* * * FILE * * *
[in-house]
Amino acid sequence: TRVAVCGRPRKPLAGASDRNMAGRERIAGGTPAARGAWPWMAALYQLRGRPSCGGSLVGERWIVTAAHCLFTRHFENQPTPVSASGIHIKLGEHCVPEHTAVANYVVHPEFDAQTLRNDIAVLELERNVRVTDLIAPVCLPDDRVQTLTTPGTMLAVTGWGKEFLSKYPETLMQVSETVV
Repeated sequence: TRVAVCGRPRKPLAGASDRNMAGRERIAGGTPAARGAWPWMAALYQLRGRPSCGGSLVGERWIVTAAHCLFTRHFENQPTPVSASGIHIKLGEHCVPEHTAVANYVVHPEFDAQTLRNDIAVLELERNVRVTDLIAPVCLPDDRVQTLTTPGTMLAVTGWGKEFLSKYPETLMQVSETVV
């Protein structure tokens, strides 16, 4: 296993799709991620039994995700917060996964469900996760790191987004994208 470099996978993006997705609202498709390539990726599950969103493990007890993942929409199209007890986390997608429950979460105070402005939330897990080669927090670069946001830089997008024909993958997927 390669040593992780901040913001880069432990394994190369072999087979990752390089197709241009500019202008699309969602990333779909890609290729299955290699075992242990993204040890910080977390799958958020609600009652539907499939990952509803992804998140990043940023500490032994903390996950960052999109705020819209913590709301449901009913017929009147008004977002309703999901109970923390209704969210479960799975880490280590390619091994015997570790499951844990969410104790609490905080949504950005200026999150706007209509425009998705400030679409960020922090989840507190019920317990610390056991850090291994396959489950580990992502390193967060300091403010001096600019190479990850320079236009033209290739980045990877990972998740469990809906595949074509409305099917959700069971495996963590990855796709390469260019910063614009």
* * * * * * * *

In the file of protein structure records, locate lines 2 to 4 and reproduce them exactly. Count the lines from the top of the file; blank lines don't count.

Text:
Amino acid sequence: TRVAVCGRPRKPLAGASDRNMAGRERIAGGTPAARGAWPWMAALYQLRGRPSCGGSLVGERWIVTAAHCLFTRHFENQPTPVSASGIHIKLGEHCVPEHTAVANYVVHPEFDAQTLRNDIAVLELERNVRVTDLIAPVCLPDDRVQTLTTPGTMLAVTGWGKEFLSKYPETLMQVSETVV
Repeated sequence: TRVAVCGRPRKPLAGASDRNMAGRERIAGGTPAARGAWPWMAALYQLRGRPSCGGSLVGERWIVTAAHCLFTRHFENQPTPVSASGIHIKLGEHCVPEHTAVANYVVHPEFDAQTLRNDIAVLELERNVRVTDLIAPVCLPDDRVQTLTTPGTMLAVTGWGKEFLSKYPETLMQVSETVV
């Protein structure tokens, strides 16, 4: 296993799709991620039994995700917060996964469900996760790191987004994208 470099996978993006997705609202498709390539990726599950969103493990007890993942929409199209007890986390997608429950979460105070402005939330897990080669927090670069946001830089997008024909993958997927 390669040593992780901040913001880069432990394994190369072999087979990752390089197709241009500019202008699309969602990333779909890609290729299955290699075992242990993204040890910080977390799958958020609600009652539907499939990952509803992804998140990043940023500490032994903390996950960052999109705020819209913590709301449901009913017929009147008004977002309703999901109970923390209704969210479960799975880490280590390619091994015997570790499951844990969410104790609490905080949504950005200026999150706007209509425009998705400030679409960020922090989840507190019920317990610390056991850090291994396959489950580990992502390193967060300091403010001096600019190479990850320079236009033209290739980045990877990972998740469990809906595949074509409305099917959700069971495996963590990855796709390469260019910063614009």